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Tips for Living with the Physically Disabled

Updated on May 16, 2013

Not the Angle of Family Member

I will not be writing this hub from the point of view of living with a family member who is physically handicapped, although you may be able to apply some things to that. This hub will focus on living with a roommate who recently broke their leg or similar major physical injury, or simply choosing a roommate(s) with physical disabilities to provide them a better place to live and work and become more independent.

The American Dream

In America, the dream is live by yourself or spouse in the biggest house with the biggest yard you can afford. Another dream is to live in a party bachelor pad with the "coolest" guys you know. In actuality, I've had great satisfaction by renting out rooms with me to those who have physical challenges gain more independence and become "normal people". Because I am a Christian, I live it out by loving my neighbour and helping the less fortunate, as God has given us grace, help and abilities. I am just as much a misfit as they feel, so we share commonalities that way.

They can cook...

The roommates of this nature I have had have all been much better cooks than I am. My idea of a meal often consists of eating a pack of cheese, going to the farmer's market and buying some apples to eat, surviving on kefir and protein shakes or walking down the street to get a slice of pizza or a whole pie. There were things to do instead! My roommates were often more methodical in this fashion, and more skilled (I guess going for a jog wasn't on their to-do list). So they made the place more like home. Related or unrelated, they were also much better than I was at keeping the kitchen tidy.

They were also able to speak patience and an easy going temperament into many crash-boom-bang situations in my life.

They aren't dumb...

Whether they worked at a parts factory or as a graphic designer, it doesn't mean that if someone is confined to wheelchair or walker they cannot work, understand household bills, and so forth. They might receive money from disability, social security, or from their job and it's not your job to take over their finances. Treat them like a normal person and roommate.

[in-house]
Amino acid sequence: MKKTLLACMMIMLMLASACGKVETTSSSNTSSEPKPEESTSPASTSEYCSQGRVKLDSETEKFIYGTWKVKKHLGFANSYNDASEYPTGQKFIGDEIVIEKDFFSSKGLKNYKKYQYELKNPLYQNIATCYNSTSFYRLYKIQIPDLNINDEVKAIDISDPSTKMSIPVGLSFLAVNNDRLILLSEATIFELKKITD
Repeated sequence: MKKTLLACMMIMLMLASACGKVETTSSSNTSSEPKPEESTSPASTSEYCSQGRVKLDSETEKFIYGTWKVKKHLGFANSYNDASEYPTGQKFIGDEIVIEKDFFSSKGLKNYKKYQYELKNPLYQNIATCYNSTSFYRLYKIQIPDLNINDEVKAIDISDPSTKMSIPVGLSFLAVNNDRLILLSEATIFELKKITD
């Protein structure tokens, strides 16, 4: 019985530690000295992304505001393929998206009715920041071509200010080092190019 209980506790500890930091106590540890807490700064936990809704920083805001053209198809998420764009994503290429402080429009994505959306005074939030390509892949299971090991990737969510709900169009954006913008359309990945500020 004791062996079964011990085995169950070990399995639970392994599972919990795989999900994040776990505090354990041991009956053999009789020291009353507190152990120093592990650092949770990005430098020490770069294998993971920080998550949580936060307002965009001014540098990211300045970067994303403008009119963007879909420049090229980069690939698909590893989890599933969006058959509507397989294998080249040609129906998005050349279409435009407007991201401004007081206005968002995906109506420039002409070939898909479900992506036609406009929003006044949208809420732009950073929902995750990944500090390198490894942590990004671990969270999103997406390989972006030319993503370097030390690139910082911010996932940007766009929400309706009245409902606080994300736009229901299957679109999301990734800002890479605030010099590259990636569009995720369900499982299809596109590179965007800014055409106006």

Even if they cannot play football, doesn't mean that they cannot converse with you about the game or current events in general, so don't try to babysit them unless they are abnormally withdrawn like any roommate could turn out to be.

One of my roommates who had a disability went on to get married, so it is not my place or yours to judge friends, romances, relationships, and so forth, unless the relationship is clearly detrimental or hostile. They've probably been through a lot of bad looks and talking behind their back, so cut them a little slack and be an encouragement whether you feel like it or perhaps not.

Finally, Some Tips

- I selected a ground-level place that was close to where a main bus stop to downtown was located.

- I set up a list of household chores for each of us to complete. What he didn't want to pay in rent, he could do more cooking and chores.

- I set up social nights every so often where we could watch a movie and I could listen to him.

- I yelled at him to turn his rap music down and all things roommates do.

- I installed bathroom fixtures such as handlebars and stools in case of accident/emergency.

- I made sure that my phone was always charged up in the flat in case he needed to call me on the phone. It was easy to talk on the phone than move from room to room to talk.

- I set up a schedule of when I would be physically there and available and when I would be unavailable.

- I took his shopping list and went shopping for him when I went shopping.

- I made sure that the snow was shoveled in the morning.

- He took out the trash from inside, however.


Single people, what do you look for in a roommate?

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Future Challenges

I hope that young people will make the connection when they ask themselves questions of the future, "Should I try to become a rich and powerful business man ala Mark Cuban, Donald Trump, Steve Jobs et al, or should I go into charity work?" You can do both! Make six figures, buy a nice home, and give it to the Special Olympics free and live there with them. Rent a spectacular pad downtown, and then open it up to military veterans rehabbing injuries. I'm not this prolific but that doesn't mean someone can't be. We're good at hiding the unsightly and putting on a good image; work to bring people out of shelters and give them the master bedroom. It will give you a better perspective while living your life if you try it for a few months. You may have seen this relationship portrayed in the movie Forrest Gump by Forrest and post-war Lieutenant Dan.

This is probably not for newly married couples and happy family units, but if you are a single guy working on your MBA or your figuring out your life besides work, it's a lifestyle idea. Although they moved on and moved out to better things, I feel better having been friends and roommates with them. Not disabled as in "them", but taking a broader view of roommates and people you spend time with rather than I might think has the best "resume".

Forrest Gump relationship TM & © Paramount (2012)

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